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The main area of interest for most tourists will be the National Mall, the large urban park located in the center of DC between Constitution Ave. and Independence Ave. It is surrounded by several Smithsonian museums, such as the American History Museum and the Natural History Museum, monuments such as the Washington Monument and the Lincoln Memorial, and other sites of interest like the Reflecting Pool and the National Mall Carousel. The Smithsonian Metrorail station as well as numerous other stations provide convenient access to the area.
Another area of interest is Capitol Hill, located just to the east of the National Mall. Here you will find important government buildings such as the U.S. Capitol, the U.S. Supreme Court and the Library of Congress. Other points of interest here are Union Station and the National Postal Museum. Take the MetroRail to Union Station or to the Capitol South station for easy access.
While this area is obviously most famous for the government buildings it houses, visitors can also get a taste of neighborhood life by heading to Eastern Market flea and farmers market that has a wide array of local arts and crafts. A stroll down 8th street SE is also recommended - this strip includes several restaurants and bars worth checking out, including Belga Cafe, Banana Cafe and Piano Bar and Tapatinis.
Lafayette Square lies to the north of the National Mall on its west end. It is the historic area surrounding the White House and other historic buildings such as St. John’s Church and the Treasury Building. The peaceful Lafayette Park is located here, surrounding a variety of military statues. The Farragut West and McPherson Square MetroRail stations provide convenient access to this area.
Georgetown is known for the university holding the same name and hundreds of shops and restaurants, of course, but also for its historic homes, gardens that show off its history as a legendary 18th century port town. (The modern day Georgetown boasts a waterfront park and restaurant, business complex on the Potomac River). Named after King George II, the neighborhood also boasts the famous C&O Canal.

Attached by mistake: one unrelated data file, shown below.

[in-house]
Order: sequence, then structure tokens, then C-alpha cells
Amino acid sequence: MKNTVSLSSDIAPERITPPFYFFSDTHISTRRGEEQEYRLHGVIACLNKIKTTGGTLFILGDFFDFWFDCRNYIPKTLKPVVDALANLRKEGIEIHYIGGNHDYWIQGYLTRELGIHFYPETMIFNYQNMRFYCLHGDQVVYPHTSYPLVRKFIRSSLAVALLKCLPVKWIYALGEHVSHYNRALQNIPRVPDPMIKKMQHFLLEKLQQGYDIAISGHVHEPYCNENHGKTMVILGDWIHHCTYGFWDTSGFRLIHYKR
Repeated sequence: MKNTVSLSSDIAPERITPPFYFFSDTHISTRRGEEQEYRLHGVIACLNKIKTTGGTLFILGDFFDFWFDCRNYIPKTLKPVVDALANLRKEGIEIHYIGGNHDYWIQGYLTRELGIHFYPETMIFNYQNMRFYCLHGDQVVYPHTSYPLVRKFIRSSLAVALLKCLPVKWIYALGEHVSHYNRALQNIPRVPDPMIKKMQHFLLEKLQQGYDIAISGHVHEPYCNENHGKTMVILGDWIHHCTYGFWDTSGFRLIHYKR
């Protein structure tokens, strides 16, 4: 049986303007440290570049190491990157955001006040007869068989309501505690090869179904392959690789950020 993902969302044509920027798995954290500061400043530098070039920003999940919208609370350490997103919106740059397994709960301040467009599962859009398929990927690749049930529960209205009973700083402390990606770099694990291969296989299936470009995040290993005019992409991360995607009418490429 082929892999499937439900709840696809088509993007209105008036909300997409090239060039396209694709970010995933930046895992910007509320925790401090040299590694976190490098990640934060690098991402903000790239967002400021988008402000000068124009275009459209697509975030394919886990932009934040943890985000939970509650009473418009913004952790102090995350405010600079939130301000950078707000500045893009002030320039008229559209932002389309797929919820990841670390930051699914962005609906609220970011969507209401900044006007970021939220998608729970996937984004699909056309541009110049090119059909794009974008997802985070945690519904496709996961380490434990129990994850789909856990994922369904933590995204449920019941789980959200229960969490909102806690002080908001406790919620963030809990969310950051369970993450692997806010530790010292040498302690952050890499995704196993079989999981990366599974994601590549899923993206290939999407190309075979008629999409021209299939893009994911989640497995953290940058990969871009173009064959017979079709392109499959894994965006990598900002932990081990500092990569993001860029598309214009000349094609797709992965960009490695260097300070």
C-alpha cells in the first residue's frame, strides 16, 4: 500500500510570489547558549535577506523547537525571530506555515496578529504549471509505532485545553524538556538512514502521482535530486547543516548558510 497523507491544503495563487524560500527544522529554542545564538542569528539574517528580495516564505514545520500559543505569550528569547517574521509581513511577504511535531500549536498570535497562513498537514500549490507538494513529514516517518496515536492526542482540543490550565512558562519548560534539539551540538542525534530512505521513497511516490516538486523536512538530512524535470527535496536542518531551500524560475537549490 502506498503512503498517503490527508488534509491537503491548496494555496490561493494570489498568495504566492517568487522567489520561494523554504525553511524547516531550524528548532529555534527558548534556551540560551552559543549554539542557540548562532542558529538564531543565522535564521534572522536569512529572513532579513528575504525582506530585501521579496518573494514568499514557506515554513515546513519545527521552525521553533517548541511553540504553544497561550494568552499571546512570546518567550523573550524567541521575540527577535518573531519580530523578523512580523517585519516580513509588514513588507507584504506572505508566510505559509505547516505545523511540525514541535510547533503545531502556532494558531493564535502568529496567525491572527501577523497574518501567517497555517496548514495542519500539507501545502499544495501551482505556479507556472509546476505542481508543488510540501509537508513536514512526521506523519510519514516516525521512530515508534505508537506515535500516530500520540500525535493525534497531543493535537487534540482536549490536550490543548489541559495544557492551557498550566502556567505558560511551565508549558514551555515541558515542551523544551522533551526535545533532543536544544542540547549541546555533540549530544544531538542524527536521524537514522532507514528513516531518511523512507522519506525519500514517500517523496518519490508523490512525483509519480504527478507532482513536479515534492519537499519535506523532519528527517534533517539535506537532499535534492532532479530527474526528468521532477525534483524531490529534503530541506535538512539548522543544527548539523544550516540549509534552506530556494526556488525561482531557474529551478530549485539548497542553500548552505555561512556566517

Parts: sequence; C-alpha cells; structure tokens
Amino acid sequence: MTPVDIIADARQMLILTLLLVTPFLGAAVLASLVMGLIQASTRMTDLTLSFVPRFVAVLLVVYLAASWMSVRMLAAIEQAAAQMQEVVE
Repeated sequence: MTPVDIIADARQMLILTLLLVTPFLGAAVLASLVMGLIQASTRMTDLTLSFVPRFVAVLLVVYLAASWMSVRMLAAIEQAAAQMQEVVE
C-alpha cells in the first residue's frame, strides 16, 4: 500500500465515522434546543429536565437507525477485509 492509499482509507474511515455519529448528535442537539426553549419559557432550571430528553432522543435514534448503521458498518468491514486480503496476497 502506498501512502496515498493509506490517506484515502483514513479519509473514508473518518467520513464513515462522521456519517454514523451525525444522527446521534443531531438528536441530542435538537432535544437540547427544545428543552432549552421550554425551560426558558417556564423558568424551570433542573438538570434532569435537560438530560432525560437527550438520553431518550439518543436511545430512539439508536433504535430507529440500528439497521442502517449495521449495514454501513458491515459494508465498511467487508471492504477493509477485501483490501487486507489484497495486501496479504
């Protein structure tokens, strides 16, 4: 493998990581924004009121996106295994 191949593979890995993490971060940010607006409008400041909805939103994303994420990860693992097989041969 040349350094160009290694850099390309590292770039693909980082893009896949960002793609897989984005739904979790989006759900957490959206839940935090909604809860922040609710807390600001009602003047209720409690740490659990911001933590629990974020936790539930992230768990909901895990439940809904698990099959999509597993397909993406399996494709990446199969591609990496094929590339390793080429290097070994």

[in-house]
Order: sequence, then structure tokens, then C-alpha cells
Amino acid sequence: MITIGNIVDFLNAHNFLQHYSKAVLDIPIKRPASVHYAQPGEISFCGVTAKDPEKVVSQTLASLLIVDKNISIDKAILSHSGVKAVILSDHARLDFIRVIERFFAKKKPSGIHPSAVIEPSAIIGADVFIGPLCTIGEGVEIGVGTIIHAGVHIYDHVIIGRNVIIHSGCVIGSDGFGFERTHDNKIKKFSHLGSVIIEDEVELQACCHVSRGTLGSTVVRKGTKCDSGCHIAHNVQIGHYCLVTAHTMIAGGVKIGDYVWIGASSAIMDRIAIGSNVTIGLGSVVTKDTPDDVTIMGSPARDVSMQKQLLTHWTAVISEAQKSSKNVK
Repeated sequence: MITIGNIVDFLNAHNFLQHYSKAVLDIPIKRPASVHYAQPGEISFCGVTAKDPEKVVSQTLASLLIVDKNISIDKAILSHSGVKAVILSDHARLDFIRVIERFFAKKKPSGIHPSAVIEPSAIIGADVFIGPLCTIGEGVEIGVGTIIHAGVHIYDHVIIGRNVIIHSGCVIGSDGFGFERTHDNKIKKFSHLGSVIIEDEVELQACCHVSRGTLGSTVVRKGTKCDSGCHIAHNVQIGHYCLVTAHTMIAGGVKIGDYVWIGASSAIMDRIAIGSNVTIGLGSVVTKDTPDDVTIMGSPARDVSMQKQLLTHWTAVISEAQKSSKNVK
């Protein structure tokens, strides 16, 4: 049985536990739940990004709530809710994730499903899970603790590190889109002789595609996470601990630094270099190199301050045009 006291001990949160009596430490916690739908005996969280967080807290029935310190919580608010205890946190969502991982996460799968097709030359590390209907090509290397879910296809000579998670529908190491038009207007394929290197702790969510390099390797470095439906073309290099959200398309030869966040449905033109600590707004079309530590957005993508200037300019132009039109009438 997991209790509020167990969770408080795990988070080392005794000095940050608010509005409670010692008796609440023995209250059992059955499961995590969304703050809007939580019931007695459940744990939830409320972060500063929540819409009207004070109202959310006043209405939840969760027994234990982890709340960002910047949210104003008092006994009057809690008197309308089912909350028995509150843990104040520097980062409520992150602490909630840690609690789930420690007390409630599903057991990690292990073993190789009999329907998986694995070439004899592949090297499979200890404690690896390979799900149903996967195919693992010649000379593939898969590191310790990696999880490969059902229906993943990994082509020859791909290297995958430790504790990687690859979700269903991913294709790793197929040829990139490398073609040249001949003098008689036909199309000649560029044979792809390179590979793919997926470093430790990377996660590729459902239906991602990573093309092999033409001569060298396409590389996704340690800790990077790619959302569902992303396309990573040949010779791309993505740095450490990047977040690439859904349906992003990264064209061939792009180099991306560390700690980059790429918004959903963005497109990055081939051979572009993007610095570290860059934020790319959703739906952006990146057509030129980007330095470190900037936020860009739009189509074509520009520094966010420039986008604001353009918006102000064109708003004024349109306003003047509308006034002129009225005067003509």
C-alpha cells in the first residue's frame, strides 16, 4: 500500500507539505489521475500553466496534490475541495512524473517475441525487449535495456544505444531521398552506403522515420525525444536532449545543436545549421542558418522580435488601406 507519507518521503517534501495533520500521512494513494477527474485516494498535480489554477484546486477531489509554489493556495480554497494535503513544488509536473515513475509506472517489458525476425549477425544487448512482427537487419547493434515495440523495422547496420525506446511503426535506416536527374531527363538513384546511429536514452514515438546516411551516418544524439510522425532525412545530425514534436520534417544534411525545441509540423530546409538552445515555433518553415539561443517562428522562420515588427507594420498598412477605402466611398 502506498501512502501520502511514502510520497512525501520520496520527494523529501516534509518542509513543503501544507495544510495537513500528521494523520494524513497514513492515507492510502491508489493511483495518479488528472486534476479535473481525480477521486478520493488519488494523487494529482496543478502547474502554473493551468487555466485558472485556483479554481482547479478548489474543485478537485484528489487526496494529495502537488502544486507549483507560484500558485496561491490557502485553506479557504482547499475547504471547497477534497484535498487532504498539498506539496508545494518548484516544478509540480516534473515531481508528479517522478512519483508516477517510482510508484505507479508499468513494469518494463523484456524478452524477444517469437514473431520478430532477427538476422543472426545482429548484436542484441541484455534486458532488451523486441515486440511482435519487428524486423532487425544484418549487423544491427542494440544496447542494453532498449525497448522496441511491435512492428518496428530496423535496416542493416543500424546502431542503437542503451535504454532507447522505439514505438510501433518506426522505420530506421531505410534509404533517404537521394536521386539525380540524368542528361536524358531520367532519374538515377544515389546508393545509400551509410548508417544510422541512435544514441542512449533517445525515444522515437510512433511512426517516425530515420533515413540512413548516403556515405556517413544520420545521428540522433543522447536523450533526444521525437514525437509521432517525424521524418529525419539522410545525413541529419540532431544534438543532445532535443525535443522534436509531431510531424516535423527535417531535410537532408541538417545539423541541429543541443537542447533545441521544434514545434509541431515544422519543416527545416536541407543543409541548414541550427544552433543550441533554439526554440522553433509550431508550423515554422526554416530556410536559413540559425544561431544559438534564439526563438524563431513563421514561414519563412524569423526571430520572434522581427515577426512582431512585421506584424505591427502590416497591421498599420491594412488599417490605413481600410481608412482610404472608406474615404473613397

At the heart of Georgetown is the bustling M street and Wisconsin Avenue corridor. Home to many good restaurants and window browsing shops within the district, M street provides a unique mixture of street musicians, college students, politicos, and members of high society that continuously provide a festive environment.
(A little known fact, but the District of Columbia was originally a 10-mile square boundary which included the port town of Alexandria, Virginia -- just acros the Potomac. Alexandria was given back to Virginia but Georgetown remained.)
Architecture seen in Georgetown include Georgian mansions, Federal and Classical Revival houses, and late Victorian Queen Anne and Richardsonian Romanesque rowhouses.
Dupont Circle is another great DC neighborhood. The area combines residential homes (look for some fine Beaux Arts, Richardsonian Romanesque, and Queen Anne homes) with modern office buildings, embassies (Massachusetts Avenue, the boulevard that cuts through the heart of DuPont Circle, is considered "Embassy Row") with a lively restaurant and nightclub scene. The area (particularly east Dupont Circle) is also known for its considerable gay and lesbian population.
The centerpiece of this busy, urban space is the magnificent, white marble Dupont Memorial Fountain, designed by Daniel Chester French, sculptor of the Lincoln Memorial.
It also touts one of DC's greatest art galleries, the Phillips Collection, as well as a host of other, smaller galleries.
Upper Northwest DC
Upper Northwest DC contains several distinct neighborhoods including Woodley Park, Tenleytown (home to American University), Cleveland Park, Wesley Heights and Cathedral Heights (home to the National Cathedral and the National Zoo). Each have a distinct charm of their own.